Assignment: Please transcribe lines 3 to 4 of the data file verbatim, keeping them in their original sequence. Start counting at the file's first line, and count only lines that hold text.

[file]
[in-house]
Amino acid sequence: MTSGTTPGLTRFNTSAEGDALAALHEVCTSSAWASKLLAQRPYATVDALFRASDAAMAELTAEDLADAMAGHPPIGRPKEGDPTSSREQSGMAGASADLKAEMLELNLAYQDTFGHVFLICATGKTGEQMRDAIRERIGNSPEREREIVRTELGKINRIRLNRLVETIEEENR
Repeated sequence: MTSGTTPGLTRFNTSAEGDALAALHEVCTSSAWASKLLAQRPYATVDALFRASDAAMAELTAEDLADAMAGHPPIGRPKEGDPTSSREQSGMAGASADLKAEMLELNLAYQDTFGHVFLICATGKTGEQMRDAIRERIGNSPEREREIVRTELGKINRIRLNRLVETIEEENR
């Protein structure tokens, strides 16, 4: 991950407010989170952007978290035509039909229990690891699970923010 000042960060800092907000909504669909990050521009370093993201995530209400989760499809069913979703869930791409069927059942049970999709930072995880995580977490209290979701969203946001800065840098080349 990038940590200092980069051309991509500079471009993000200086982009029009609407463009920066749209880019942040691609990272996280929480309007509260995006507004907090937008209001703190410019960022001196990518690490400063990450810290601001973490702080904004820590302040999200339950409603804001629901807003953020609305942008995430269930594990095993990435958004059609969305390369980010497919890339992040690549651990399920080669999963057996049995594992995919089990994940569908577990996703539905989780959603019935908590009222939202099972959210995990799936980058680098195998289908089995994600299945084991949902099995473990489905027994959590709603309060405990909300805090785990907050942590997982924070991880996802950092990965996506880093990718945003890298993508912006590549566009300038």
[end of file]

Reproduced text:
Repeated sequence: MTSGTTPGLTRFNTSAEGDALAALHEVCTSSAWASKLLAQRPYATVDALFRASDAAMAELTAEDLADAMAGHPPIGRPKEGDPTSSREQSGMAGASADLKAEMLELNLAYQDTFGHVFLICATGKTGEQMRDAIRERIGNSPEREREIVRTELGKINRIRLNRLVETIEEENR
């Protein structure tokens, strides 16, 4: 991950407010989170952007978290035509039909229990690891699970923010 000042960060800092907000909504669909990050521009370093993201995530209400989760499809069913979703869930791409069927059942049970999709930072995880995580977490209290979701969203946001800065840098080349 990038940590200092980069051309991509500079471009993000200086982009029009609407463009920066749209880019942040691609990272996280929480309007509260995006507004907090937008209001703190410019960022001196990518690490400063990450810290601001973490702080904004820590302040999200339950409603804001629901807003953020609305942008995430269930594990095993990435958004059609969305390369980010497919890339992040690549651990399920080669999963057996049995594992995919089990994940569908577990996703539905989780959603019935908590009222939202099972959210995990799936980058680098195998289908089995994600299945084991949902099995473990489905027994959590709603309060405990909300805090785990907050942590997982924070991880996802950092990965996506880093990718945003890298993508912006590549566009300038």